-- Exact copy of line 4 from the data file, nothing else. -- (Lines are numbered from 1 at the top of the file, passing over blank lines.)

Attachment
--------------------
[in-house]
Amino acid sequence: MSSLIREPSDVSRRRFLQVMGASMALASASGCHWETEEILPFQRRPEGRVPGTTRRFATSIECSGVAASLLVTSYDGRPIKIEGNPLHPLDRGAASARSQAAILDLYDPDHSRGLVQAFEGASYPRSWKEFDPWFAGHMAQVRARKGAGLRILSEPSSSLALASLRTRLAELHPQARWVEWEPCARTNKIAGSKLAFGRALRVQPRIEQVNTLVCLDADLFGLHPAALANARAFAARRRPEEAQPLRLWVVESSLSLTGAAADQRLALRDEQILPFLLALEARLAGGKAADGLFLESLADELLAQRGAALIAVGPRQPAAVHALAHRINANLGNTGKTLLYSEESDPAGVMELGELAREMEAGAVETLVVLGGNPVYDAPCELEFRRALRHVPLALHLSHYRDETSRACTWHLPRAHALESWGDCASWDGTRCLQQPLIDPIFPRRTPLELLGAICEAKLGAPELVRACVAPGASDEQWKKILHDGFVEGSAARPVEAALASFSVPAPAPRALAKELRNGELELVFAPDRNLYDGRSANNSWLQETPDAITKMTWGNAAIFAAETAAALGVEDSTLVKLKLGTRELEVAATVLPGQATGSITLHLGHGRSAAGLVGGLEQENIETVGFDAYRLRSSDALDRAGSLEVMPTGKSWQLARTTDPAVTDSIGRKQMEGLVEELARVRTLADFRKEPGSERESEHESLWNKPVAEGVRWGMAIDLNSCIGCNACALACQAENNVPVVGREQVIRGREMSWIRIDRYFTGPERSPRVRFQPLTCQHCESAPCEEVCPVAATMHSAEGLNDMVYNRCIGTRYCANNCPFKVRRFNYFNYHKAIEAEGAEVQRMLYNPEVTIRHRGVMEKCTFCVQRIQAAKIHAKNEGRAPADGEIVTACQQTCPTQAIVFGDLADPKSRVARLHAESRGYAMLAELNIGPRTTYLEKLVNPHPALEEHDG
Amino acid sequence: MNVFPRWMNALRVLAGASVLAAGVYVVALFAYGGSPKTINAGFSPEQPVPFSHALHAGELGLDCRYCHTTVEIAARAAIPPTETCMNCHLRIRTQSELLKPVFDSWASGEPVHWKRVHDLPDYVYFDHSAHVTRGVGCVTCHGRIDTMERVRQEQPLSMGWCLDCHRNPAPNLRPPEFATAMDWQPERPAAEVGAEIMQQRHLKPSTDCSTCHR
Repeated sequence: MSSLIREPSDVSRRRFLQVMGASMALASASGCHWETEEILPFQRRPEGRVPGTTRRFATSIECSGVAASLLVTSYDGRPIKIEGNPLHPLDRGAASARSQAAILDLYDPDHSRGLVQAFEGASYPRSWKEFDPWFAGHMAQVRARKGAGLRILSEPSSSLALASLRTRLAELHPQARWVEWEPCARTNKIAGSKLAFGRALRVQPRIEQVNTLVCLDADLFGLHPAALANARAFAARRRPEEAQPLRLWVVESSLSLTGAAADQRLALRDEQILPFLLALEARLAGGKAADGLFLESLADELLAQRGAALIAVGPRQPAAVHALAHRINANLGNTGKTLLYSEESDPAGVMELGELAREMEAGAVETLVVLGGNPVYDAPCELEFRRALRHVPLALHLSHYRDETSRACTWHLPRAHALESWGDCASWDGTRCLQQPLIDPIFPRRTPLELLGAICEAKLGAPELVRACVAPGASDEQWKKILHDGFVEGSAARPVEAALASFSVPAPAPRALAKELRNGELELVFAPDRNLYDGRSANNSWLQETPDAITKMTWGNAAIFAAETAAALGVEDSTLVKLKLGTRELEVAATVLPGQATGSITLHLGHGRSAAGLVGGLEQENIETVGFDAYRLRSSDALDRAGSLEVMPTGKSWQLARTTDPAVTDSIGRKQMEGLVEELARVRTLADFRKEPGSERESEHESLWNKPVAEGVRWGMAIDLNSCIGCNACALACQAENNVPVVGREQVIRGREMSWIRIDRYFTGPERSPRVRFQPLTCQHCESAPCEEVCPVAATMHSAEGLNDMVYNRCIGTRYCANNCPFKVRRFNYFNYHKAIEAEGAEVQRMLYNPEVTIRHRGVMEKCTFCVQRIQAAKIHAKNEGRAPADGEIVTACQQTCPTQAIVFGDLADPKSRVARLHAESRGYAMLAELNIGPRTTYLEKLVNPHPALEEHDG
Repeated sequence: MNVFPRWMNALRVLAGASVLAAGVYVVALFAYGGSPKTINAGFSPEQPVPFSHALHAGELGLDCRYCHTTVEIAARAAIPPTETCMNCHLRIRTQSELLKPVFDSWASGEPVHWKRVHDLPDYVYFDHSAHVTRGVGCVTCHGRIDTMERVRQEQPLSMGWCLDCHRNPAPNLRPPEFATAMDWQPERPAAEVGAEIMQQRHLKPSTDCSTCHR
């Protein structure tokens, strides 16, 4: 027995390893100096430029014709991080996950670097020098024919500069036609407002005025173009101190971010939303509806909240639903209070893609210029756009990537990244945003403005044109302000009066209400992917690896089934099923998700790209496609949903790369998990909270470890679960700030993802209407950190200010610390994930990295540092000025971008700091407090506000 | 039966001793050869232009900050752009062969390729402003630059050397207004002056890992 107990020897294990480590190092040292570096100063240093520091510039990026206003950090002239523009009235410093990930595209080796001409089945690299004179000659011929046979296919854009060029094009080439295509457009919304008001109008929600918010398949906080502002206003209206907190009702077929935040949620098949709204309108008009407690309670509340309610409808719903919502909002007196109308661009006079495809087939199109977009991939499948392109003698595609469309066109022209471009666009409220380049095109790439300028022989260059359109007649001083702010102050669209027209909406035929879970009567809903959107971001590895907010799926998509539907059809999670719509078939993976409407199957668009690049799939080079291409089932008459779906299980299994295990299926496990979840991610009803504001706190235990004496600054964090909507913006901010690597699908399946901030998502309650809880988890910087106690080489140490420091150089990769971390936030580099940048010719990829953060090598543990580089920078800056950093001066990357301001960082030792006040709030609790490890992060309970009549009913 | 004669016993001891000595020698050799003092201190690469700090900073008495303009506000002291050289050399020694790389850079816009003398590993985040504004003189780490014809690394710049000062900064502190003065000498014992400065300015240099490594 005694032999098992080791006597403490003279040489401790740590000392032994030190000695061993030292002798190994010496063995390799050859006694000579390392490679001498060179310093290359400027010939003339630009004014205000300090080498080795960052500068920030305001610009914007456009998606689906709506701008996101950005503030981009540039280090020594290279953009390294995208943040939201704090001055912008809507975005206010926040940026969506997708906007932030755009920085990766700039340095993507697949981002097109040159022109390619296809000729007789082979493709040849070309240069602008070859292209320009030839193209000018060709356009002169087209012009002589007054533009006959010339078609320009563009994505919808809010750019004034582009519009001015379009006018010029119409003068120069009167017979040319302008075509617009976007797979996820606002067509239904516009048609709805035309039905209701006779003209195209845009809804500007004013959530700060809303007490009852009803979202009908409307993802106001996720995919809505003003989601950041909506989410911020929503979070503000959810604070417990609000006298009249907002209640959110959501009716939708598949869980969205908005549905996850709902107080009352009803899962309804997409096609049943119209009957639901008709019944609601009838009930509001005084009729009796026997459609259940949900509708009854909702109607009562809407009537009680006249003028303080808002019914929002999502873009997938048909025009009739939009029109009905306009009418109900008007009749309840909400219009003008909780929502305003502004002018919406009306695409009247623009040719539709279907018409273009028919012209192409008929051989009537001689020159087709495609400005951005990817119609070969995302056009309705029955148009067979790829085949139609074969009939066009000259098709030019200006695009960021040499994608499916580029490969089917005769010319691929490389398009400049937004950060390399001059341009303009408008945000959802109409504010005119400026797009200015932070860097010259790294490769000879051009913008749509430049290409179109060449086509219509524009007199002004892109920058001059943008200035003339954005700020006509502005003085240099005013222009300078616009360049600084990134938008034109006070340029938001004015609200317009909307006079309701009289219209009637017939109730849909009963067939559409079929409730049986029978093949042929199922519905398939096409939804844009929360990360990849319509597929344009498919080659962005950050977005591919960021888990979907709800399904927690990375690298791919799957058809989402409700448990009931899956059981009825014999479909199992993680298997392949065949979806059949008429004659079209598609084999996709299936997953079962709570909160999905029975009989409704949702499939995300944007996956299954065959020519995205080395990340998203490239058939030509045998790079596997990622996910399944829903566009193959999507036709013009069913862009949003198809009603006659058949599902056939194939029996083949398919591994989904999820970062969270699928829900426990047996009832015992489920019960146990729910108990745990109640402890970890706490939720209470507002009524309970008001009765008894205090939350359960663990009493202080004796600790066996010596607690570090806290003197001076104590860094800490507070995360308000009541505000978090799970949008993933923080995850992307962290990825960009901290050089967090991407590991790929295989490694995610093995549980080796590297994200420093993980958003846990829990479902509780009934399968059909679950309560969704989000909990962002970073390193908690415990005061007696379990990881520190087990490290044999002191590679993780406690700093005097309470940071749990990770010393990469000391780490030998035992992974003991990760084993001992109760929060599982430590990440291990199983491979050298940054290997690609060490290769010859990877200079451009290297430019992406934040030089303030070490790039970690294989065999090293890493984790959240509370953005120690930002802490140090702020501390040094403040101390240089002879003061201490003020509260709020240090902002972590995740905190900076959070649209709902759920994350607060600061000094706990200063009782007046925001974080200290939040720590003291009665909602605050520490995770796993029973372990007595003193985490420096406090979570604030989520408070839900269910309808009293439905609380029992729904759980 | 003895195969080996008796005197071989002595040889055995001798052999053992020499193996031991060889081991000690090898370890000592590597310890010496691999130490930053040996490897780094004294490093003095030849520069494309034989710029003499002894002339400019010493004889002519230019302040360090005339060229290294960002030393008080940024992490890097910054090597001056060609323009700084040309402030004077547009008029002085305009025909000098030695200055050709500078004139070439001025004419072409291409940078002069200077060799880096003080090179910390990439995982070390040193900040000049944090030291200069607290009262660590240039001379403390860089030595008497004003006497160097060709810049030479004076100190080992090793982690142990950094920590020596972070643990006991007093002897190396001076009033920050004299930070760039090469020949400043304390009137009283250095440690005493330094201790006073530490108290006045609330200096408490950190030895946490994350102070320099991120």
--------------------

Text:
Repeated sequence: MSSLIREPSDVSRRRFLQVMGASMALASASGCHWETEEILPFQRRPEGRVPGTTRRFATSIECSGVAASLLVTSYDGRPIKIEGNPLHPLDRGAASARSQAAILDLYDPDHSRGLVQAFEGASYPRSWKEFDPWFAGHMAQVRARKGAGLRILSEPSSSLALASLRTRLAELHPQARWVEWEPCARTNKIAGSKLAFGRALRVQPRIEQVNTLVCLDADLFGLHPAALANARAFAARRRPEEAQPLRLWVVESSLSLTGAAADQRLALRDEQILPFLLALEARLAGGKAADGLFLESLADELLAQRGAALIAVGPRQPAAVHALAHRINANLGNTGKTLLYSEESDPAGVMELGELAREMEAGAVETLVVLGGNPVYDAPCELEFRRALRHVPLALHLSHYRDETSRACTWHLPRAHALESWGDCASWDGTRCLQQPLIDPIFPRRTPLELLGAICEAKLGAPELVRACVAPGASDEQWKKILHDGFVEGSAARPVEAALASFSVPAPAPRALAKELRNGELELVFAPDRNLYDGRSANNSWLQETPDAITKMTWGNAAIFAAETAAALGVEDSTLVKLKLGTRELEVAATVLPGQATGSITLHLGHGRSAAGLVGGLEQENIETVGFDAYRLRSSDALDRAGSLEVMPTGKSWQLARTTDPAVTDSIGRKQMEGLVEELARVRTLADFRKEPGSERESEHESLWNKPVAEGVRWGMAIDLNSCIGCNACALACQAENNVPVVGREQVIRGREMSWIRIDRYFTGPERSPRVRFQPLTCQHCESAPCEEVCPVAATMHSAEGLNDMVYNRCIGTRYCANNCPFKVRRFNYFNYHKAIEAEGAEVQRMLYNPEVTIRHRGVMEKCTFCVQRIQAAKIHAKNEGRAPADGEIVTACQQTCPTQAIVFGDLADPKSRVARLHAESRGYAMLAELNIGPRTTYLEKLVNPHPALEEHDG